Holding the Rugby World Cup in Japan is a historical event - it is the first in Asia, first in a non-traditional rugby country, and first since the selection of rugby (Sevens) as an event for the Summer Olympics.
Actor Hiroshi Tachi is serving as the “PR Captain” for the event. He is a rugby enthusiast who enjoyed playing it in his high school years. He won the Best Male Actor Award at the Montreal World Film Festival for his role in “Owatta Hito” (Life in Overtime) in September 2018. At an event immediately after the aforementioned film festival, which was held a year before Rugby World Cup 2019, the Rugby World Cup 2019 Organising Committee notably introduced Mr. Tachi as an actor in “Life in Overtime” who is just getting started in his role as “PR Captain.”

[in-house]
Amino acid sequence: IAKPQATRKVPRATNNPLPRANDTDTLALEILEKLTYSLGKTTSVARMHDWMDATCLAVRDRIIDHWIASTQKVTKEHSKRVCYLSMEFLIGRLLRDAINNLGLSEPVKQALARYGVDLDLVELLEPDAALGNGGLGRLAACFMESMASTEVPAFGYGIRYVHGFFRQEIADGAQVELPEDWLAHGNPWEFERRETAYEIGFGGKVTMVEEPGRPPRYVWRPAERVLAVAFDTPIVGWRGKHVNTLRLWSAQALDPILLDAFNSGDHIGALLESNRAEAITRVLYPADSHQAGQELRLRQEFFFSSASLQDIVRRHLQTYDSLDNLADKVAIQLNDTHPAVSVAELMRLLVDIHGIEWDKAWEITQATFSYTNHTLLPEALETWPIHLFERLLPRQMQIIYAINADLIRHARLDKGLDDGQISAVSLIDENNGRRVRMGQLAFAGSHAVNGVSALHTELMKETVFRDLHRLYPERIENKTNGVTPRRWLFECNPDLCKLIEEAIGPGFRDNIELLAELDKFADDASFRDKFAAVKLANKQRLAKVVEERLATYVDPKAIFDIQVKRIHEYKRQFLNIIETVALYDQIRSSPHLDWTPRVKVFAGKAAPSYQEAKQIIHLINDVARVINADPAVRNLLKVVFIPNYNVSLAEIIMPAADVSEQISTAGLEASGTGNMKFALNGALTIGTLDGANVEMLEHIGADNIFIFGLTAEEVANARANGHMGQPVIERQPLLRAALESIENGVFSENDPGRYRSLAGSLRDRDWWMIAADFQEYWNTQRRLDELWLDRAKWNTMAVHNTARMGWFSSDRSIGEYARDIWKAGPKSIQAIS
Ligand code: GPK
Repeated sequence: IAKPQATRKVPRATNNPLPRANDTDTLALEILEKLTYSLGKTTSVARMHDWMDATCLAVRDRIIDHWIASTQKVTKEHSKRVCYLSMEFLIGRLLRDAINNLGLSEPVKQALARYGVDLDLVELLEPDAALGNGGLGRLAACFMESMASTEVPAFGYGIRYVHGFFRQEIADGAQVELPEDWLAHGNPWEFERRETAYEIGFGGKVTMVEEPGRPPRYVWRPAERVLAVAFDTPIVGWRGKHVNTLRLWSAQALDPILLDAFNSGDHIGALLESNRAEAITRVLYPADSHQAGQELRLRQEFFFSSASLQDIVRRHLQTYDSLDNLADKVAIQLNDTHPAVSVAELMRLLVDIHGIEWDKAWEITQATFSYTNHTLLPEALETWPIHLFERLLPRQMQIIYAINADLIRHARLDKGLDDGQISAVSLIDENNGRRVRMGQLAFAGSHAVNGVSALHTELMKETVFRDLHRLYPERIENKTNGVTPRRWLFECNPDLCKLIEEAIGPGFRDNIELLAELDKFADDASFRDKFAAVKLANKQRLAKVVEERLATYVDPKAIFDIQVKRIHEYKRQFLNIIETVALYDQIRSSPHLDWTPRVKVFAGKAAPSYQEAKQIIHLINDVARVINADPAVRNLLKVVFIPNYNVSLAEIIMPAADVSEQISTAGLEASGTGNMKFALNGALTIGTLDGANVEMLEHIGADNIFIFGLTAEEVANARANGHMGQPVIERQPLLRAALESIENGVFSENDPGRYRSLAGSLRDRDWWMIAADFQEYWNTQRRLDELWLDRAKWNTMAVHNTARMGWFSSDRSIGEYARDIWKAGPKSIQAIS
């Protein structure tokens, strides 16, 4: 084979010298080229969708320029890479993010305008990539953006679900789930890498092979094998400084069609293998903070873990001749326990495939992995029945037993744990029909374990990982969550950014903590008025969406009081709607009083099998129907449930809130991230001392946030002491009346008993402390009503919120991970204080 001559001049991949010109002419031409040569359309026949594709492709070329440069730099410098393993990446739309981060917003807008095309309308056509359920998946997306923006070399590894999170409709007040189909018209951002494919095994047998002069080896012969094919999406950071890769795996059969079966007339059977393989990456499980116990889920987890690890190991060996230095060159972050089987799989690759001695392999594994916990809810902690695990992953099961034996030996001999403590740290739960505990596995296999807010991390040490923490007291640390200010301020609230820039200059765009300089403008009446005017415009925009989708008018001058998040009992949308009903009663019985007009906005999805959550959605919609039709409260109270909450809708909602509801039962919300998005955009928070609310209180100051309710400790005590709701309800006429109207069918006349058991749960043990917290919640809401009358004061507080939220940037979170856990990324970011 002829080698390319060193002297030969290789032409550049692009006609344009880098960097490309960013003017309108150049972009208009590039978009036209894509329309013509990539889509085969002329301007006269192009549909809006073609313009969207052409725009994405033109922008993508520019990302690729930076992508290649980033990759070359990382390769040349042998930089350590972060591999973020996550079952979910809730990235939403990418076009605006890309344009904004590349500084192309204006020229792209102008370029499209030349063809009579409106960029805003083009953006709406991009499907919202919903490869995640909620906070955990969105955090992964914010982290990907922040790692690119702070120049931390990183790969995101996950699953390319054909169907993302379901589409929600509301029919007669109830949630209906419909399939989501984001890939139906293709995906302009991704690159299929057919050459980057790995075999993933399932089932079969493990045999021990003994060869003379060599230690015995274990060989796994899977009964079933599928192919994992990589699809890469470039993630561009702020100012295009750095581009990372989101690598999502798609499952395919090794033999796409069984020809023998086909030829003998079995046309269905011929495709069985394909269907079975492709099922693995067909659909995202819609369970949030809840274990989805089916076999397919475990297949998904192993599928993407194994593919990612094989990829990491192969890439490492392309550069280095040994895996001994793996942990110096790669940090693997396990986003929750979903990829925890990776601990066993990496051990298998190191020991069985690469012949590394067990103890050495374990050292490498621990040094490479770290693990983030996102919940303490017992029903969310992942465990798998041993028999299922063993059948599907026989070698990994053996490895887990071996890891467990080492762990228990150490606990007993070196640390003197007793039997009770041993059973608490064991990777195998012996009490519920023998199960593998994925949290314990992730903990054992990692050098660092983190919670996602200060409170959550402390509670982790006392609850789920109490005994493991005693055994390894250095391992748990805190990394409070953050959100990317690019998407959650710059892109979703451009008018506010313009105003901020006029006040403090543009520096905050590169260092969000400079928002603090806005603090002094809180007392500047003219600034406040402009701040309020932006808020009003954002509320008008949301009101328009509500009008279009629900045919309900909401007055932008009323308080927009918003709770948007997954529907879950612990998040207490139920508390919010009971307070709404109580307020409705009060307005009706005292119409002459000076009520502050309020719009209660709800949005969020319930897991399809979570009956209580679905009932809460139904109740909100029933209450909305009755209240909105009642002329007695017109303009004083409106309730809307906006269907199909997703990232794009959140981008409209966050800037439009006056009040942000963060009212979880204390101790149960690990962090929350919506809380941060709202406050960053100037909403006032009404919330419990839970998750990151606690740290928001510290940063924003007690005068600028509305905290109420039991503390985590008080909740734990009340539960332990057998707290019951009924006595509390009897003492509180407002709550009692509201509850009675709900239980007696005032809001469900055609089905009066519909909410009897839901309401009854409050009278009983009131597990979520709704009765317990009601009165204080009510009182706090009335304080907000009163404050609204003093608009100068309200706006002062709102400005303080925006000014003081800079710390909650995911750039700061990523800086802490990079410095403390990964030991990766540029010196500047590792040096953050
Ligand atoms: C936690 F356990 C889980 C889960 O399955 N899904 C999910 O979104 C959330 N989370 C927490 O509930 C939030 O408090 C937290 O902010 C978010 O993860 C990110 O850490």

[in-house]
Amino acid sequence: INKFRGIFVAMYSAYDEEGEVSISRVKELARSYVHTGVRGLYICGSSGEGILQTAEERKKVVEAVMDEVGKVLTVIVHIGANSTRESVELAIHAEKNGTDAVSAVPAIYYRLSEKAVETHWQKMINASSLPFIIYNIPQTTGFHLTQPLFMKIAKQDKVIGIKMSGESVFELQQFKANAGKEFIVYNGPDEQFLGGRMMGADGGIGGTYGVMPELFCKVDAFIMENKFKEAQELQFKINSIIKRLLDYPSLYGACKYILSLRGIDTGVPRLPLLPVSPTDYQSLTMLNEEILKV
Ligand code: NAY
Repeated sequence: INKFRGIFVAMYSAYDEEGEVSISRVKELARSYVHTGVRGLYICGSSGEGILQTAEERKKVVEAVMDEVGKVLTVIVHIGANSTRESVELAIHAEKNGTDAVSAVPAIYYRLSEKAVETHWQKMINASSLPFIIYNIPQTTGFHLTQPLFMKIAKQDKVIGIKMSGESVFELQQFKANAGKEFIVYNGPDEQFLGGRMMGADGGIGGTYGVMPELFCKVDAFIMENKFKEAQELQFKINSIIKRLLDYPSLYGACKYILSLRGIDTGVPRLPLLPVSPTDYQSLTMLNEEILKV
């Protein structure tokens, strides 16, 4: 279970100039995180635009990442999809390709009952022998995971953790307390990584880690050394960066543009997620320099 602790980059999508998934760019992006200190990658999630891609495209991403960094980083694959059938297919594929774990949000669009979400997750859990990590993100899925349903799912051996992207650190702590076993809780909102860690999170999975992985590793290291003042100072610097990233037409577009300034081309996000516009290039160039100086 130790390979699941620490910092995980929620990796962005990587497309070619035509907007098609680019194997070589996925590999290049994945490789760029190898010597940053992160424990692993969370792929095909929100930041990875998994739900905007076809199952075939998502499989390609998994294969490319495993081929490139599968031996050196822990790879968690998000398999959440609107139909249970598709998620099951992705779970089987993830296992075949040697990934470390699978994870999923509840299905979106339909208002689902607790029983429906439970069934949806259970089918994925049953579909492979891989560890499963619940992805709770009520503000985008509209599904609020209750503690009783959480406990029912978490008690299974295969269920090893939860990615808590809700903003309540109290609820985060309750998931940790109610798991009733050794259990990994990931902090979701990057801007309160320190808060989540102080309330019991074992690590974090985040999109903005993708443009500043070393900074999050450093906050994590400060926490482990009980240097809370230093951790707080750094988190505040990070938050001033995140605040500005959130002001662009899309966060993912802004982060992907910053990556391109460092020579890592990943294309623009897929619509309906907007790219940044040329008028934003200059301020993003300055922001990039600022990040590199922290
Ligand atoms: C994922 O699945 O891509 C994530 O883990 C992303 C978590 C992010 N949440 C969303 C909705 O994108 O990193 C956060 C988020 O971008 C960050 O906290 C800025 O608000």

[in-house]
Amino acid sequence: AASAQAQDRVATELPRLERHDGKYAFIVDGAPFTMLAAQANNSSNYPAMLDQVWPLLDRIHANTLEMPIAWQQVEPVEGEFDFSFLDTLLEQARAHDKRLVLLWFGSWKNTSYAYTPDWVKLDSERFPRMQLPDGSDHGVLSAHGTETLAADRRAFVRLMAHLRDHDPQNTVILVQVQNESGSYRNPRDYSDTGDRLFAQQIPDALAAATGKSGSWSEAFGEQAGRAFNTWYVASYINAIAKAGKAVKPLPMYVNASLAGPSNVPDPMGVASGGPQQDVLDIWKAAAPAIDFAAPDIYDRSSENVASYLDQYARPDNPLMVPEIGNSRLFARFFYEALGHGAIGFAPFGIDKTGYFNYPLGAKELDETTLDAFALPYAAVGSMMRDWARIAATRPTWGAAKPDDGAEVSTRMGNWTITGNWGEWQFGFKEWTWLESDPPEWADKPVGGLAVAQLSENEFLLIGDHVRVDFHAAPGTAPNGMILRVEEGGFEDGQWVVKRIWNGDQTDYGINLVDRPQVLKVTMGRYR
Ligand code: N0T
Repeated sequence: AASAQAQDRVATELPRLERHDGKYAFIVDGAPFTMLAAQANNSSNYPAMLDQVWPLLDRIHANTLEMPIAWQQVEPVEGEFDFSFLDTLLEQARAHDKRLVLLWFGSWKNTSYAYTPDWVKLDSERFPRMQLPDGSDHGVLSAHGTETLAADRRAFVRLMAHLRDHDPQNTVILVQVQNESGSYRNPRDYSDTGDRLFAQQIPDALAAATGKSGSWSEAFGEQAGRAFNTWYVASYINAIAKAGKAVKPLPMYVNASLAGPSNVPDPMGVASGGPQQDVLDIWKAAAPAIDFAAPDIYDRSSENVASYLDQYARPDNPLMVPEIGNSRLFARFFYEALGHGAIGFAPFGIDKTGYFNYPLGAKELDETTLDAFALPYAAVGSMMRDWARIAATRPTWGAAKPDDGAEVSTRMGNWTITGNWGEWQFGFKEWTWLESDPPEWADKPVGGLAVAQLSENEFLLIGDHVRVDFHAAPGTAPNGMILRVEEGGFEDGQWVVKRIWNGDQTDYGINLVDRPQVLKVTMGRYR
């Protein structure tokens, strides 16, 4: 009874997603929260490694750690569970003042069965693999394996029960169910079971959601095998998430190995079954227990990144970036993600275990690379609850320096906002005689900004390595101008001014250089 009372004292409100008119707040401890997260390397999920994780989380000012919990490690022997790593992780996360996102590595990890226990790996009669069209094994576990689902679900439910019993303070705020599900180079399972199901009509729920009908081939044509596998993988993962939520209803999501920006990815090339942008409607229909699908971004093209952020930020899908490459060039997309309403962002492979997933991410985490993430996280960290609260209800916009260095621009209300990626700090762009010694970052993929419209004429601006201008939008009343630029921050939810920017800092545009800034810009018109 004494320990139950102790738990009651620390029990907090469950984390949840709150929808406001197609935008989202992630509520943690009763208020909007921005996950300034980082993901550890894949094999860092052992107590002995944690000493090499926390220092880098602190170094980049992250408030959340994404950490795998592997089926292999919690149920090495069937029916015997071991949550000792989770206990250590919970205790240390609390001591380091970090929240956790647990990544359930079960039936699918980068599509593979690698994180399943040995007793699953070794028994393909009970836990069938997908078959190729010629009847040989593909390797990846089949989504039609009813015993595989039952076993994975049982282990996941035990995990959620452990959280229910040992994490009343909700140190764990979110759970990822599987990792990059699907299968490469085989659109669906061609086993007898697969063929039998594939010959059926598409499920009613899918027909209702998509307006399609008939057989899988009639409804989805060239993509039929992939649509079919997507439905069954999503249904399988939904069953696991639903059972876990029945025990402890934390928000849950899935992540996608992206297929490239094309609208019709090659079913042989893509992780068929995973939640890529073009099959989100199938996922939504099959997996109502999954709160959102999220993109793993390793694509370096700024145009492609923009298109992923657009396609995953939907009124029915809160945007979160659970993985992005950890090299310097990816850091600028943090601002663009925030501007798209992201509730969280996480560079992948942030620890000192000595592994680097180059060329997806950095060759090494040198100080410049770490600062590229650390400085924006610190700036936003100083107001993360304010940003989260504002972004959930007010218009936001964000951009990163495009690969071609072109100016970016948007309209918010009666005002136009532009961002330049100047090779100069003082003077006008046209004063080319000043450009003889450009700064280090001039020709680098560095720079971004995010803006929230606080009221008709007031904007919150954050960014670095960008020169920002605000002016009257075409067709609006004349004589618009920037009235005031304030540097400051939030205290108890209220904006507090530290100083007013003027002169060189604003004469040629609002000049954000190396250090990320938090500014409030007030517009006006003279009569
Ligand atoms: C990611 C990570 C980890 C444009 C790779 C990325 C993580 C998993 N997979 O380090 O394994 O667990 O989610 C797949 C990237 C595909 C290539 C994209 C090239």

The Ministry of Foreign Affairs (MOFA) is conducting promotional activities worldwide, making maximum use of its diplomatic missions overseas around the world, to generate enthusiasm for the Rugby World Cup and encourage many foreign tourists to come to Japan in the autumn, a great time for sports. Some of these are as follows.
■Receptions at Ambassador's Residences
MOFA uses the residences of Japanese ambassadors to hold receptions for send-off events for national teams from other countries before their tour to Japan and for the Japanese national team when it goes on an overseas tour, as a means of fostering exchange with local representatives.
<Send-off event for the men's rugby representatives in Ireland>